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Hawaii_Jake's avatar

Have you ever had a similar conversation with your child or teenager?

Asked by Hawaii_Jake (31160points) February 5th, 2011

Parent says, “That’s a really bad man on that TV show.”

Child/teenager replies, “Oh, he just has issues.”

Parent sits in bemused silence.

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13 Answers

zenvelo's avatar

in similar circumstances, my son said I was “awfully judgmental”, and I should find out his side of the story….

geeky_mama's avatar

We once watched an episode of Cops where a drunken man kept shouting: “Get behind me Satan..I’m a CHILD OF GOD” over and over.

Our kids (at that time 12, 9 and 5) not only called it on the nose: “He must be drunk.”...but made it a family joke for a time.

Me: “blah your your homework”
Kid age 9: “But..I’m a CHILD OF GOD!”
Me: “Child of God! Do your homework now.”
Kid age 9: “OK.”

We even took to calling them to the table <name>Child of God! Dinner!!

So. Um. I guess we’re the polar opposite…our kids thought worse of the person on tv (or realistic as the case may was COPS after all)..and then made it a family joke.

WasCy's avatar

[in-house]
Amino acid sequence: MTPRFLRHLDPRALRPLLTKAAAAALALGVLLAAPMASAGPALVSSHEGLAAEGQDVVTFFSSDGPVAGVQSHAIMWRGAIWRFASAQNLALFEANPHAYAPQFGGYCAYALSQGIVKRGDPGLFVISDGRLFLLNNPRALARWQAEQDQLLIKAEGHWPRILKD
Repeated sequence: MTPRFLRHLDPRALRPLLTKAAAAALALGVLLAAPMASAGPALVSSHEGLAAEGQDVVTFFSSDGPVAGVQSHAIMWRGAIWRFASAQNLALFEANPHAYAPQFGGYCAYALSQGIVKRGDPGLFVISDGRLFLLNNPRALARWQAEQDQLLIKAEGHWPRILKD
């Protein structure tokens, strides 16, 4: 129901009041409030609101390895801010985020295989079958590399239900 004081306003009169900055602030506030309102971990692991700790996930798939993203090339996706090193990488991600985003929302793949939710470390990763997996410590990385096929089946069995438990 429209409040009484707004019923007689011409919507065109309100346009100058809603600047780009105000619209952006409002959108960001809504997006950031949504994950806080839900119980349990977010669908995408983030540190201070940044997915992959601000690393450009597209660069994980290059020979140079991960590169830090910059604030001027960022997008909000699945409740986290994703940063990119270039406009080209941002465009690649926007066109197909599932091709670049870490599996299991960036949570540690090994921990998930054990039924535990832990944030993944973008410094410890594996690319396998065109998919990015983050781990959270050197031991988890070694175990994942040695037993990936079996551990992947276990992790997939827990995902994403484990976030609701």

I would be the one suggesting that “maybe he had an unhappy childhood” or “he seems to have difficulty with authority” or “maybe it’s just a misdiagnosed hyperactive thing” and the kids would play along.

Bellatrix's avatar

I have learned over the years to never underestimate my children. I still make that mistake but they usually set me to rights. Our children have access to so much information these days and while they can appear to completely lack common sense in some ways, they are often wise beyond their years. Pity you were stunned, it could have been an opportunity for a deeper conversation with your child.

I remember asking my son to watch a series of documentaries about teenage recklessness, drug use, need for sleep and sexual behaviour. He declined and said, mum, we both know they are going to say don’t use drugs and they are bad for you and that kids have sex and not always safely. I don’t need to sit with you to watch that. I get it. We already had those conversations. He was right. We had.